• Are we prepared for God to end the world we know?
  • That may sound like bad news.
    • It sounds like a cartoon of an old man with a beard waving a placard saying, ‘The world is going to end tomorrow!”
  • But Paul is trying to remind us that, with Christ’s return, God wants to bring about a new creation, or finish what God began in Jesus Christ.

” For salvation is nearer to us now than when we first believed;
the night is far gone, the day is at hand,” he tells us.

  • That new day is like when we have to go out to a special event.
  • We dress up for it with appropriate clothes.
  • So, it is for us, Paul says.
  • We have to stop dozing, being distracted and sleeping.
  • We must get up out of bed, and dressed for what God has waiting for us.
  • It may still be dark outside, but “the day is at hand.”
  • We are planning for an important event and we ask, “What shall we wear?”
  • Paul tells us the “dress code” for what God is about to do: “Put on the Lord Jesus Christ.”
  • How do we do that?

First, he tells the Romans, “Let us then cast off the works of darkness.”

  • Then Paul tells us what to do next.
  • He wants us to follow Christ by doing his deeds, follow a good way of life.
  • Don’t get distracted by people and things that draw us away from Christ.
  • Note, that besides personal sinful behaviour we must stop doing what can break our community – “rivalry and jealousy.”
  • Those may have been the very obstacles that divided the Roman church and would prevent them from spreading the good news.

The new day God is planning for us has already begun in the resurrection of Christ from the dead and his gift of the Holy Spirit to us.

  • In Paul’s time the sense of Christ’s imminent return was charged with anticipation.
  • Paul believed the second coming of Christ would happen in his lifetime.
  • He was totally wrong about that.
  • But for Paul and the early Christians, it looked like their prayer, “…thy kingdom come,” was about to happen.
  • It has been a long time since then.
  • How can we keep alive the anticipation of Christ’s coming that Paul is proclaiming?
  • Nothing has happened.
  • So far, we are still waiting.
  • Can we blame members of the community for looking elsewhere for comfort, pleasure and excitement?
  • We don’t have Paul’s vision, he never gave us a specific date for the big day.
  • And we can tire of waiting.

Time was on Paul’s mind.

  • How difficult it must have been for this tireless apostle to have lost precious time locked up in prison.
  • From that place of confinement he was eager for Jesus’ second coming.
  • We hear that impatience in the second reading today.  

Paul believes in the promise God has made to us in Christ.

  • If we wake up, he tells us, we can trust God will act decisively in the future.
  • In fact, if we open our eyes we can see God has already begun to heal our brokenness, forgive our sins and, we believe, overcome death.
  • The word of God reveals God’s plans for us and the world and that stirs us to renewed hope this Advent.
  • Let’s put aside our old ways and do what Paul directs, “Put on the Lord Jesus Christ.”

Paul stirs baptismal images when he says, “cast off” and “put on.”

  • We must cast aside our old ways and put on the garments of the baptized.
  • Paul uses a familiar term for our old ways, they are from the desires of the “flesh.”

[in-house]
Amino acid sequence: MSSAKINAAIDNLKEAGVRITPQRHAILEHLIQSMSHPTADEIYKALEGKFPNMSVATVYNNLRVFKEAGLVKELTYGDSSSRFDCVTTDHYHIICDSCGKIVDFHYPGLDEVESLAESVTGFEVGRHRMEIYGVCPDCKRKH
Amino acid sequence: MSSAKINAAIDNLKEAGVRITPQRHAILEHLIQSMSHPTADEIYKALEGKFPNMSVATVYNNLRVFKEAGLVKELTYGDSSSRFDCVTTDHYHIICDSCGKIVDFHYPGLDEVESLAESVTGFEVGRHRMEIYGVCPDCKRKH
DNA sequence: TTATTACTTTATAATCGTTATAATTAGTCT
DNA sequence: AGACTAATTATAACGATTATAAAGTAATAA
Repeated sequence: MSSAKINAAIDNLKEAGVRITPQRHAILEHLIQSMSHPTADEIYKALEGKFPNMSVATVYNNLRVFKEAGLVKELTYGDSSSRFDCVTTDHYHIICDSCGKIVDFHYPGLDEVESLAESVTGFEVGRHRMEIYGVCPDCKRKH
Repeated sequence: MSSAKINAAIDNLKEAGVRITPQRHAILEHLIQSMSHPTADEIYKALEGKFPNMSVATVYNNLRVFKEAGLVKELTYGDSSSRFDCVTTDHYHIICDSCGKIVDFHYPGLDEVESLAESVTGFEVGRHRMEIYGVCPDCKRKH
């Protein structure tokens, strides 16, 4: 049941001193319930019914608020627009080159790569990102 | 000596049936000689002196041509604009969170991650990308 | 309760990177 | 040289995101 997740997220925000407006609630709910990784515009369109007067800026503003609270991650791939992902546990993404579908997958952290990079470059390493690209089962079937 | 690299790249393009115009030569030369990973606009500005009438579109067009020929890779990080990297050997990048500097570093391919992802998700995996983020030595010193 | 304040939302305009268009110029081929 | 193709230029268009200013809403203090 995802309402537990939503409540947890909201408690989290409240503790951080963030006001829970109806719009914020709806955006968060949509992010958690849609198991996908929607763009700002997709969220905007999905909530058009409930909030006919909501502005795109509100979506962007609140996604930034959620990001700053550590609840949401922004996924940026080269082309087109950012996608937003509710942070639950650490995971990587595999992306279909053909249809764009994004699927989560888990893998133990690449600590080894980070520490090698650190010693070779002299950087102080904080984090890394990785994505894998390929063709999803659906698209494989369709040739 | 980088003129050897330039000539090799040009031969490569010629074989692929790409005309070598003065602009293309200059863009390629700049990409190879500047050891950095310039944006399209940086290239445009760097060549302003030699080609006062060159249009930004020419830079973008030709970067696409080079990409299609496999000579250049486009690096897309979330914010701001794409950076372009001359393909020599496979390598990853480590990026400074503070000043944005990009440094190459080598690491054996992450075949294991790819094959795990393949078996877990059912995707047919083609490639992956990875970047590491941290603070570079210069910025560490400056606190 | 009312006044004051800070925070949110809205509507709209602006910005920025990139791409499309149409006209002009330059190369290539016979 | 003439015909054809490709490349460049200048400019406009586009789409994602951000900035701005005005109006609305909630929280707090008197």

• That is, a life that does the “works of darkness” and is turned away from God.

We were baptized and so are already dressed in Christ and in him have the future God has prepared for us.

  • Let’s not doze, or fall asleep, but stay awake for our God is already healing our injured world.
  • There is still plenty of darkness around us, but we will stay dressed in Christ’s light till he comes and we will, as Paul tells us, “throw off the works of darkness.”
  • By his coming into the world Jesus’ presence brought light.
  • It is that light that comes when we do works of love, justice and peace.
  • We have accepted Christ and we commit ourselves to living in his light and shining that light in the world.
  • When we do that we will face challenge, but Christ has promised the support of the grace we need.
  • It is grace that enables us to wake up, “…put on the armour of light” and become light for others.

Paul is saying we should be all wrapped up in Jesus.

  • He is saying we should have Jesus wrapped all around us.
  • It reminds me of the prayer known as St. Patrick’s Breastplate, part of which goes,

Christ be with me, Christ within me,
Christ behind me, Christ before me,
Christ beside me, Christ to win me,
Christ to comfort and restore me,
Christ beneath me, Christ above me,
Christ in quiet, Christ in danger,
Christ in hearts of all that love me,
Christ in mouth of friend and stranger.

Christmas is coming when our eyes and much of society’s eyes will turn to the babe Jesus.

  • The shops have been in a frenzy this weekend with all sorts of sales and promotions.
  • They want us focussed on the commercial Christmas and shop till we drop.  
  • But Advent puts a pause on all that for us and directs us not to the baby in a manger, but to the adult, risen and returning Christ.

From today’s Romans reading:

Brothers and sisters: You know the time;
it is the hour now for you to wake from sleep.


Paul believes in the promise God has made to us in Christ. If we wake up, he tells us, we can trust God will act decisively in the future. In fact, if we open our eyes we can see God has already begun to heal our brokenness, forgive our sins and, we believe, overcome death.

So, we ask ourselves:

  • While we wait for Christ’s return how do you experience his presence now in your life?
  • What are the works of darkness Paul warns us about?
  • How can we follow his advise and “Put on the Lord Jesus?”

Communion Antiphon.

The Lord will bestow his bounty, and our earth shall yield its increase.